Based on a play by Paddy Chayefsky (the Oscar-winning MARTY and NETWORK), THE CATERED AFFAIR is a kitchen-sink drama starring Ernest Borgnine and Bette Davis as a Bronx cabbie and his wife whose daughter Debbie Reynolds (now that’s some gene pool!) is getting married. Borgnine wants to use his savings to buy his own cab, but Davis wants to throw Reynolds the fairy tale wedding she never had.
It may not sound like much but the actors bring honest emotion to Chayefsky’s dialogue. Davis is heartbreaking and Reynolds is notable in a rare dramatic role. Barry Fitzgerald does his usual schtick, but nobody does it better. The lack of chemistry between Davis, Borgnine, and Reynolds works perfectly in the context of the story.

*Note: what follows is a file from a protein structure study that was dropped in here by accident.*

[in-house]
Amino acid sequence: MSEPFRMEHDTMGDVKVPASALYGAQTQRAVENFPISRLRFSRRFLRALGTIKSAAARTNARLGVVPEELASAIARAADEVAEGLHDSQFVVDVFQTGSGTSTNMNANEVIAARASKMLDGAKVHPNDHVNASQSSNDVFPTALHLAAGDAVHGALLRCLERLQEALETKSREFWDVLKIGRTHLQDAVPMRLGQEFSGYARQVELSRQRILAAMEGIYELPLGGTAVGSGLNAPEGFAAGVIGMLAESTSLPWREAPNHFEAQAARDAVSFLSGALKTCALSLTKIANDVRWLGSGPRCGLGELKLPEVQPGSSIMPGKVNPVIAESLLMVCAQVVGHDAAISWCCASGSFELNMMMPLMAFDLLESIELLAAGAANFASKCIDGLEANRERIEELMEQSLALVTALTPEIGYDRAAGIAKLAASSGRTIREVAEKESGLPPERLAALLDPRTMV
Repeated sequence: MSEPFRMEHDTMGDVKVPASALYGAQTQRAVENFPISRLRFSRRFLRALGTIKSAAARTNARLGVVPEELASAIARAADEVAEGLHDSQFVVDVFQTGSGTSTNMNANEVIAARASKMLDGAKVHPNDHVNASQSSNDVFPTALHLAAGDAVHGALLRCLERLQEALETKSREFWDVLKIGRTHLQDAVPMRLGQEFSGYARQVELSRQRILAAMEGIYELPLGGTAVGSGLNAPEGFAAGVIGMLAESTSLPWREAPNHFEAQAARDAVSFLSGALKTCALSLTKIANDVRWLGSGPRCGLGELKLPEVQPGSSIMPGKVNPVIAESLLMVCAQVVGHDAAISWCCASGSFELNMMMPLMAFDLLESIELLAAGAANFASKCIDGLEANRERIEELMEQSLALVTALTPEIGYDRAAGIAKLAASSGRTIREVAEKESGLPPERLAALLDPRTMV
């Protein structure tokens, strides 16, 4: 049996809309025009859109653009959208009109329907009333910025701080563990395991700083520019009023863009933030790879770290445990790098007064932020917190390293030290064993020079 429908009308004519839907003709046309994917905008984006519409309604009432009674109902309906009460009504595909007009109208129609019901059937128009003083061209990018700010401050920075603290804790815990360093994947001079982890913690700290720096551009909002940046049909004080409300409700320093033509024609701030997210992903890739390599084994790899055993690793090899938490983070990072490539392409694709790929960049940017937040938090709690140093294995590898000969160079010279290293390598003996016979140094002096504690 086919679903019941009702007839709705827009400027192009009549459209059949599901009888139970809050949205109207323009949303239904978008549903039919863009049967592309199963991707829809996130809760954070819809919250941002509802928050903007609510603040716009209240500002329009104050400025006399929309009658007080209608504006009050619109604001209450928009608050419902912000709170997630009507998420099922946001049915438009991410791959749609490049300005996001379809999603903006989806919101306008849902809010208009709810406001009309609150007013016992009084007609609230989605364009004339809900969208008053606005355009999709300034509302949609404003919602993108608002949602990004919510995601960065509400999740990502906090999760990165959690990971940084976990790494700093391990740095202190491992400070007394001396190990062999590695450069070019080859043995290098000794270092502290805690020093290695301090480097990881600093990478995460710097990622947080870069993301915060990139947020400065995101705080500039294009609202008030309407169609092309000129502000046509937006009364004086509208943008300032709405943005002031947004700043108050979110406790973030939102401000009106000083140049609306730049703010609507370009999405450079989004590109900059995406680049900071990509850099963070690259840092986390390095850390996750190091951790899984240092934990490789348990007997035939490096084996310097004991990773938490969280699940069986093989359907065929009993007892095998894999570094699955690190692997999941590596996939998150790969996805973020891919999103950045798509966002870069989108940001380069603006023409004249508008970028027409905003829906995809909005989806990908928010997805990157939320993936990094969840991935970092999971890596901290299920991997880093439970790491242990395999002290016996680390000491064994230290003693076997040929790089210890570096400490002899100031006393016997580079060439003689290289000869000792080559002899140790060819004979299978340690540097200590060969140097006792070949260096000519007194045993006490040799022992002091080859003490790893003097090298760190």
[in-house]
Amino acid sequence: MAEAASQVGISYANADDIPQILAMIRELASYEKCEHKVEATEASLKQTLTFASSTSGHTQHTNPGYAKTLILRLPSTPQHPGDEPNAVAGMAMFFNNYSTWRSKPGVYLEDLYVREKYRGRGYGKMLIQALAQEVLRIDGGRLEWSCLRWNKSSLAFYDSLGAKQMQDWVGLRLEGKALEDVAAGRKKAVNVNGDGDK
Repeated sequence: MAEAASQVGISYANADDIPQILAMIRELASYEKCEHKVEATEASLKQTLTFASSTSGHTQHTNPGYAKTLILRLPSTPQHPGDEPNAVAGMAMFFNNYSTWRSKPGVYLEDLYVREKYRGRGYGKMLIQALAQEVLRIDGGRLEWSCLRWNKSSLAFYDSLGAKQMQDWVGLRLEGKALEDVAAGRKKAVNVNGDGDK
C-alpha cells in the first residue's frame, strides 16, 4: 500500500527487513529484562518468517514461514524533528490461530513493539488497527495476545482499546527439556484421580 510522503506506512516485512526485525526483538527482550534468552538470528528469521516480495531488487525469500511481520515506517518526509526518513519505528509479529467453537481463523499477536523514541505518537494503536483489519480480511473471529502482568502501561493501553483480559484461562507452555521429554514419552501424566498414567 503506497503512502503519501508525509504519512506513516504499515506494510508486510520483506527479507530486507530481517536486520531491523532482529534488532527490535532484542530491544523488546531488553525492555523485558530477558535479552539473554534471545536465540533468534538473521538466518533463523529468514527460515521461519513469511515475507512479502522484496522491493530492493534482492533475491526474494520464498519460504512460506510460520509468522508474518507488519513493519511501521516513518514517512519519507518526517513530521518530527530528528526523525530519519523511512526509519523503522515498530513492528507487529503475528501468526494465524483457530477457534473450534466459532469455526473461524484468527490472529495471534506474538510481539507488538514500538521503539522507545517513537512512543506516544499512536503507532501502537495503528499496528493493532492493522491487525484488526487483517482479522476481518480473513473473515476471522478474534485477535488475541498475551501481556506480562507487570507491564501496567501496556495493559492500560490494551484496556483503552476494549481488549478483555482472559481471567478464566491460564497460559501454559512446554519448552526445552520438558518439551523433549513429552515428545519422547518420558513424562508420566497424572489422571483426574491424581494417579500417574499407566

Andre Previn’s main theme is a memorable three-quarter melody with just a whiff of Irish, representing the unspoken feelings between Davis and Borgnine. The other main theme is a more contemporary trumpet solo for Reynolds and fiancé Rod Taylor. The score is a short one, clocking in at approximately twenty minutes, with the rest filled in by source cues.
Basically forgotten today, THE CATERED AFFAIR was a surprising “Top Ten” film from the National Board of Review, and Reynolds even won the Best Supporting Actress for her performance. In the hands of a lesser director or lesser actors, this minor gem could have been a dated affair. Thankfully, Previn’s understated score also keeps the film from tipping into sentimentality.
The film was turned into a 2008 Broadway musical with a book by Harvey Fierstein and music and lyrics by John Bucchino. Broadway didn’t give a damn about plain people, even from one of their own boroughs, and the show closed after three months.